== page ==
just did the CFAI Study Session 3, Reading 9 EOC question 20 which asked about wether asset prices and returns are normal/lognormal distributed.

There is no question about lognormal distributed asset prices because of the abscence of negative prices.

The answer says also that “A normal distribution is suitable for describing asset returns.” (I hope, citing that one sentence is allowed…). In my opinion this is not true. A normal distribution of returns allows returns to be under -100% which would lead to negative asset prices. Therefore, a lognormal distribution should be appropriate.

I also attended a risk management course at university where we learned that “asset returns are lognormal distributed and asset logreturns are normal distributed”.

Thanks for your response! And btw thanks for all your good posts at AF.

I took a further look into the CFAI material which states the following:

“In the following we show that if a stock’s continuously compounded return is normally distributed, then future stock price is necessarily lognormally distributed.”

Of course I don’t doubt that statement since it clearly refers to continuously compounded returns. However, the question doesn’t say “continuously compounded returns” but only “returns”. In my opinion they are not the same.

If the question said continuously compounded returns, I would definitely agree. Maybe I’m too rigorous here…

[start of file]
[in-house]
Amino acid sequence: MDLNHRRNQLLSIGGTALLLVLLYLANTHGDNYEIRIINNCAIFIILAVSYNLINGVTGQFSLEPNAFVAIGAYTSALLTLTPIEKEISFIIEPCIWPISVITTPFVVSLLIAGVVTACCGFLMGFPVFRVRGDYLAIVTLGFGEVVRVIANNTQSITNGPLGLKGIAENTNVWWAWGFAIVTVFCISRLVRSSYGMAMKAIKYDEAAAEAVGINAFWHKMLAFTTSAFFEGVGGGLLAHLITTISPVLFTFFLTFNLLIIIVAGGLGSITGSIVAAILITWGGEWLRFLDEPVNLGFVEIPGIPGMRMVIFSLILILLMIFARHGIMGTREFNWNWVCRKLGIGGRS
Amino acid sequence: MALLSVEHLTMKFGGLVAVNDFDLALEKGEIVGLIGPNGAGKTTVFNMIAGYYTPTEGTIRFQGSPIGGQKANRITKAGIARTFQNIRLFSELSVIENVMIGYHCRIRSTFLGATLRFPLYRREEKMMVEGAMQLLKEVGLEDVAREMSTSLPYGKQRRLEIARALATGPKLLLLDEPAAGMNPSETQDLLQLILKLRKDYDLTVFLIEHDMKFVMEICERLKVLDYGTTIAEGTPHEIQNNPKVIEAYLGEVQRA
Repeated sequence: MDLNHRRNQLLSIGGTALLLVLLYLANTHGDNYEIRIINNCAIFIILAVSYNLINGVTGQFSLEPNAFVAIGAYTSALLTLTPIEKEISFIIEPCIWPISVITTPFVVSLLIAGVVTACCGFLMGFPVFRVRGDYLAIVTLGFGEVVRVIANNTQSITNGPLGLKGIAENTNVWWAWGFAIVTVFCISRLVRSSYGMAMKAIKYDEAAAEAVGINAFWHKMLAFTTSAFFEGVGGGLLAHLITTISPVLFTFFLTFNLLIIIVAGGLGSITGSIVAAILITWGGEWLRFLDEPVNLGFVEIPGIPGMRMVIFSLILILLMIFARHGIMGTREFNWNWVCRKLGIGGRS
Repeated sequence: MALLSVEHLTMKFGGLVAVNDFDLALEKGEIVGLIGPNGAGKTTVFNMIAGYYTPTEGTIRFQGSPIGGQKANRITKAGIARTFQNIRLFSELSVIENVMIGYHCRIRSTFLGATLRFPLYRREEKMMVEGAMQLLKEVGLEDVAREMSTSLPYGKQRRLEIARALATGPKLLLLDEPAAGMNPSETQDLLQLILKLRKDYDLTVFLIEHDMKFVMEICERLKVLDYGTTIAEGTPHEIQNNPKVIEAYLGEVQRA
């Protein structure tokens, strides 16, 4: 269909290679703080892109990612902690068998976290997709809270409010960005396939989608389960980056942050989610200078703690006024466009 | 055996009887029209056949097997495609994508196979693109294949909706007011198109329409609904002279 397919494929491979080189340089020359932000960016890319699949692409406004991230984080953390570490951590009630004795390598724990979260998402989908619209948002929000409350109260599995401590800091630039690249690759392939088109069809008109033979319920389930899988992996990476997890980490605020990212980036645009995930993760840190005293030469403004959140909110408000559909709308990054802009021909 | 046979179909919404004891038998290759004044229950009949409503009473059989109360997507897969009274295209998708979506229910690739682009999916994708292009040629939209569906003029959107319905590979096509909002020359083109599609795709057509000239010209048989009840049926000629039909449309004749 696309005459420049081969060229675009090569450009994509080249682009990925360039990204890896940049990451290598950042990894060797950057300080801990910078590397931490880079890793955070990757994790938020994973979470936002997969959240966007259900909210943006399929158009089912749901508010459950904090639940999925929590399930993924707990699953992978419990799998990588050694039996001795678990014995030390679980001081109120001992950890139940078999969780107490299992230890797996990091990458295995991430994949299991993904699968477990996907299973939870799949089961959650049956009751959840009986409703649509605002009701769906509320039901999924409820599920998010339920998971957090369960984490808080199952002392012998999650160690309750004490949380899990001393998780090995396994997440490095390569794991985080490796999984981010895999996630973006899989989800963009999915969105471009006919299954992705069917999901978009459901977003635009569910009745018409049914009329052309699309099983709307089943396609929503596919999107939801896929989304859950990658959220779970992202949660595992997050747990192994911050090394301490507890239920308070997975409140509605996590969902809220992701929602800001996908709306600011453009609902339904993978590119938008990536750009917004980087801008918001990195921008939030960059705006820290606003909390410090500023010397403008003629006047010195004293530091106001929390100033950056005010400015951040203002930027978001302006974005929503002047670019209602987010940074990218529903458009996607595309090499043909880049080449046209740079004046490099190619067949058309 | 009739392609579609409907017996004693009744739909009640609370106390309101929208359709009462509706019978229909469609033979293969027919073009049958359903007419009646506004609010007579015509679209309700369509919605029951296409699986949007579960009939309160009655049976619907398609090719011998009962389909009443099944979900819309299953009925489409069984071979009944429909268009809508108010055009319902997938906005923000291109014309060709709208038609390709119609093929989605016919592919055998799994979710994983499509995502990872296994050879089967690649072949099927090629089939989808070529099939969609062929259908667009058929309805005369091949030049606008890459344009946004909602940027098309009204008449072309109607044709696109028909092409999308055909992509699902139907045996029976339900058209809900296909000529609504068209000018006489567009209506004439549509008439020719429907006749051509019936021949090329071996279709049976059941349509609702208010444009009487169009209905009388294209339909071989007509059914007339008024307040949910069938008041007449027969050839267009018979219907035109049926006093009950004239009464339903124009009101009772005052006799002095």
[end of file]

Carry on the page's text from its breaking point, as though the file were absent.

On CFAI Curriculum you will also find that normal distribution is OFTEN a good aproximation of any returns (not just continously compounded returns), also it doesn’t mater if stock’s continuously compunded returns are normally distributed or not because stock price will be well described by the lognormal distribution in either case.

So the conclusion is :

Normal distribution is suitable for describing asset returns and lognormal distribution for asset prices

Also to be realistic how often do you see returns below -100 % (=> not to use normal distribution) and how often you don’t see negative returns below 0 (=> to prefer lognormal distribution which is bounded from below by 0 )?

Of course I know that normal distribution is often a good approximation for returns. An I also know that asset prices can be described by a lognormal distribution.

For asset prices and regular (not continuously compounded returns) the following equation holds:

S1 = S0 * (1+r).

When you assume normally distributed returns, the pure mathematical result is normal distributed stock prices.

When you assume lognormally distributed returns, the pure mathematical result is lognormally distributed stock prices.

For CCR:

S1 = S0 * e^®

When you assume normally distributed CCR, the pure mathematical result is lognormally distributed stock prices.

However, as S2000magician said, I think the author was too sloppy. I hope he won’t be at the exam questions.